Monday, 26 September 2011

Identifying and relating to new 'norms'

Have you ever taken those email surveys where they ask you a bunch of questions, one of which is usually “what is your favorite smell?” How do you answer that question? Why do you think you answer it that way? Studies have shown that we associate things we like with positive experiences, and the opposite is arguably the case as well. I always answer that question with “freshly cut grass”, because it reminds me of my childhood. I also answer that question with “the smell of the air right before or after it rains” for the same reason. These are smells that I can distinctly pick out, regardless of where I am in the world (except for Singapore, where the significant humidity [almost 100% every day!] made it utterly impossible for me to tell when it was about to rain!), and they help to inform me about what is going on around me.
As an Expat Teen, you are constantly exposed to smells, scenery, people, and other “things” that remind you of certain experiences that you have had. Regardless of your “Expat History”, there are phrases that you may hear in one part of the world that you may not ever hear in any other part of the world. Or, if you hear those same words put together that way in another part of the world, the “new audience” may not understand the meaning behind what you’ve said. The same goes for certain gestures, which can be offensive in one culture, yet perfectly acceptable in other cultures. But you know all of this. What you may not know is that, the same “script” that you may know how to adjust from one culture to another when it comes to phrases and gestures is the same one that may “fail you” when it comes to figuring out how to handle a problem. In one culture, you may know that it is “okay” to go to a school counselor to get some assistance, while in another culture, you may not realize that your “new peers” do not see it as “cool” or “acceptable” to talk to a school counselor about anything that is not related to academics. The same goes for how to handle yourself in public in a place that has armed soldiers on every corner when you’ve moved from a place where you rarely, if ever, saw anyone in that type of authority role. So, what do you do when the “script” is “flipped”? Who do you talk to? What resources do you have? As we’ve previously mentioned, there are a growing number of websites, blogs, and other resources online that can help you be part of the Expat community. However, we are also planning to add to that list. Our book, Expat Teens Talk, is written BY Expat Teens FOR Expat Teens. It addresses some of the issues that we’ve brought up in these blog entries, and provides advice, support, and solutions for you by your Expat Teen peers, as well as Expat Parents and Expat Professionals. Stay tuned to this blog for more information about Expat Teens Talk. In the meantime, TALK to us and let us know what’s on your mind…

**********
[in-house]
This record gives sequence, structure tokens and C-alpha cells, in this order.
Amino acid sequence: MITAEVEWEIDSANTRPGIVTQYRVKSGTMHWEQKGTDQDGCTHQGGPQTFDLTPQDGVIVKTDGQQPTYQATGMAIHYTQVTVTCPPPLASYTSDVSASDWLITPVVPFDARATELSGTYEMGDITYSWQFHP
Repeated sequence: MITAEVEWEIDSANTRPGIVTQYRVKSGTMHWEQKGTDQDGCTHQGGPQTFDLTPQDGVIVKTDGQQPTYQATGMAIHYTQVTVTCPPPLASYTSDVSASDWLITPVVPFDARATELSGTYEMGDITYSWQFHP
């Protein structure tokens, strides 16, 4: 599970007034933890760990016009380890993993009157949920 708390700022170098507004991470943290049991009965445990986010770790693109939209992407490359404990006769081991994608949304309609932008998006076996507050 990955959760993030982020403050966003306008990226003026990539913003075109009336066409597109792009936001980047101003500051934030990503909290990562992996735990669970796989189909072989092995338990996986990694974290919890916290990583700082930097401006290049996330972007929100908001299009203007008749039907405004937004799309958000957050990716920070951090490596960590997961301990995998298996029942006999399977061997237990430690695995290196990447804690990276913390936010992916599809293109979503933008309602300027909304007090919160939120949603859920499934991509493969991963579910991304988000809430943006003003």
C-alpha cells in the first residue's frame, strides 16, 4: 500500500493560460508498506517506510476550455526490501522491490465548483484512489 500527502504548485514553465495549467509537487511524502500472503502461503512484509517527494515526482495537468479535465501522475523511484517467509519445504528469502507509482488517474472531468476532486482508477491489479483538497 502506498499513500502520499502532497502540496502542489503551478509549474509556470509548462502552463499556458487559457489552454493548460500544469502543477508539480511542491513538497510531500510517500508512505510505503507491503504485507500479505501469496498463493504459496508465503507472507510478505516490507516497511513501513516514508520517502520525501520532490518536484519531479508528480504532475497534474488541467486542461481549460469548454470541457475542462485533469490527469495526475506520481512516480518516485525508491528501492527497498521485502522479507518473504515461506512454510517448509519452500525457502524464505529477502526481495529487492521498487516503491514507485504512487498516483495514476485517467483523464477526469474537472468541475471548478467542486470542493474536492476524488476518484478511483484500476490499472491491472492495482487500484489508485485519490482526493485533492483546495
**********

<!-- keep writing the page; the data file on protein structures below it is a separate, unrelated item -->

No comments:

Post a Comment